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An uncharacteristically quiet visit to Pittsburgh’s Tree of Life Synagogue, on a day when many of the people murdered there were buried

People Love A Wartime President

That’s Why Trump’s Trying To Conjure An “Invasion” By Immigrants Right Before The Midterms

He’s now vowing to undo the 14th Amendment — which automatically grants U.S. citizenship to anyone born here — through Executive Order. And that expands his attack on parts of the U.S. Constitution he doesn’t like, which right now mainly seem to be the ones that relate to immigration.

Yesterday we told you Trump appeared to be thinking about an assault on Section 1, Article 9 in which he might classify a group migrants who intend to seek asylum in this country as “invaders”, since the Constitution lists “cases of rebellion or invasion” as the only acceptable exceptions.

Since then, Trump told Axios he wants to take away automatic citizenship for anybody born in the U.S. Even though the 14th Amendment plainly states:

“All persons born or naturalized in the United States, and subject to the jurisdiction thereof, are citizens of the United States and of the state wherein they reside.”

We warned you this was coming back in August, when the Trump Administration started moving to deny citizenship to legal immigrants who might’ve availed themselves of government funded pre-school or food stamp, or public health programs, even if they’d been paying all their taxes. At around that same time, a handful of Trump-friendly allies started batting about the idea that the 14th Amendment was really only about providing citizenship to freed slaves after the Civil War, and was never meant to apply to “actual foreigners”.

Couple of big problems with this argument:

  1. Everybody who was involved with drafting and debating and voting on the 14th Amendment has been dead for at least 100 years or so. So no way to ask any of them what they “really” meant.
  2. Subsequent Supreme Court rulings have upheld the meaning of the original language. So it would take an extremely activist court to reverse all that precedent.

The reason Trump is only bringing it up now is obvious: it’s part of a series of stunts to inspire his voters to get out to the polls this Election Day. The New York Times’ Peter Baker has a great summary and analysis.

And Shepard Smith on Fox News puts it so well when he says:

Trump’s argument fits his conspiracy theory narrative that immigrants are likely to vote Democrat, so keeping them out, stopping them from being citizens, making it unpleasant for them to live here, are some of the strongest ways he can think of to move America toward his vision of what it should look like. Or at least help the old-guard cling to power for as long as possible.

And you may have noticed, pretty much every time Trump floats a new initiative, he always tosses in one super-size lie to drive his point home. This time it’s that America’s “the only country in the world where a person comes in and has a baby, and the baby is essentially a citizen of the United States…with all of those benefits”. When in fact that’s true in almost every country in North and South America (including Mexico and Canada), and is only slightly more restrictive in most of Europe. But we think you’d be pretty safe betting all your money he will continue making that claim as he heads into a whirlwind week of rallies leading up to Election Day.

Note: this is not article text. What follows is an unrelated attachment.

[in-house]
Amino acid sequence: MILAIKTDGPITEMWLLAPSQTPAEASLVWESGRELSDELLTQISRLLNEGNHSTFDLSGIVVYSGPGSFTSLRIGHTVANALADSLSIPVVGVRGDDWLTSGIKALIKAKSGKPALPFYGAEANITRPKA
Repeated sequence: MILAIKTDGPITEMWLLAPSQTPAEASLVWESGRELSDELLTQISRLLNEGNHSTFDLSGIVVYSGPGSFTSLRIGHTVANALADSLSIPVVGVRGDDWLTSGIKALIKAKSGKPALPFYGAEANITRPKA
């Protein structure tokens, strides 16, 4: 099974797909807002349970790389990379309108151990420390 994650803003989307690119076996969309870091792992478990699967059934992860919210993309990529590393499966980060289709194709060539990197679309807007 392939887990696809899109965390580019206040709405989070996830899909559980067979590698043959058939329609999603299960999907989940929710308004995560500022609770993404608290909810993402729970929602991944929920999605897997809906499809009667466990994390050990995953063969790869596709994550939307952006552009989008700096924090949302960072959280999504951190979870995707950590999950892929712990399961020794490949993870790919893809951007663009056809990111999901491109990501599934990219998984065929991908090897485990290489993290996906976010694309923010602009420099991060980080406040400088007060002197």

Setting that aside, the broader implications of what the President is suggesting are much bleaker, and unnerving. Let’s say you agree it’s silly for someone to automatically be an American citizen just because they’re born here, especially if both their parents are not. Then the way to address that is to work and push for a change to the 14th Amendment. Yes, that’s incredibly difficult (as it should be), but the Constitution has been changed as recently as 1992 when the 27th Amendment went into effect, which addresses Congressional pay. If you respect the Constitution (as Trump says he does — in fact he keeps claiming his Supreme Court picks are so great because the interpret the Constitution “as written”), and the rule of law (as Trump also frequently says he does), then how can you justify this end-around?

Here’s how: you DON’T really respect the Constitution as written, especially when its words become a nuisance to you. Because the words in this case especially are — to borrow a favorite phrase from Trump — crystal clear. Here they are again:

“All persons born or naturalized in the United States, and subject to the jurisdiction thereof, are citizens of the United States and of the state wherein they reside.”

Or as George Conway (Kellyanne Conway’s husband), and Neal Katyal put it succinctly in an opinion piece in the Washington Post:

Meaning if Trump moves ahead and issues his Executive Order, the ultimate success or failure of such a gambit lies with the Supreme Court. And then fact is, if “his guys” on the Court say he can, he can. But is there any chance those “originalists” will go along with Trump and rule, in effect, that the President has the power to override the Constitution?

Or maybe this is another one of those instances where Trump’s main immediate goal is to send Liberals into paroxysms, and his own base into gleeful ecstasy as they rush out to the polls to mete out even more punishment. Because if that’s the case, Trump’s already at least half achieved that result.

But he hasn’t yet won. Republicans haven’t yet held on to the House and Senate. That depends on how many people opposing him vote. So please vote.

Written by

Peabody award winning journalist. Streaming media pioneer. Played @ CBGB back in the day. Editor-In-Chief "The Chaos Report" www.thechaosreport.com

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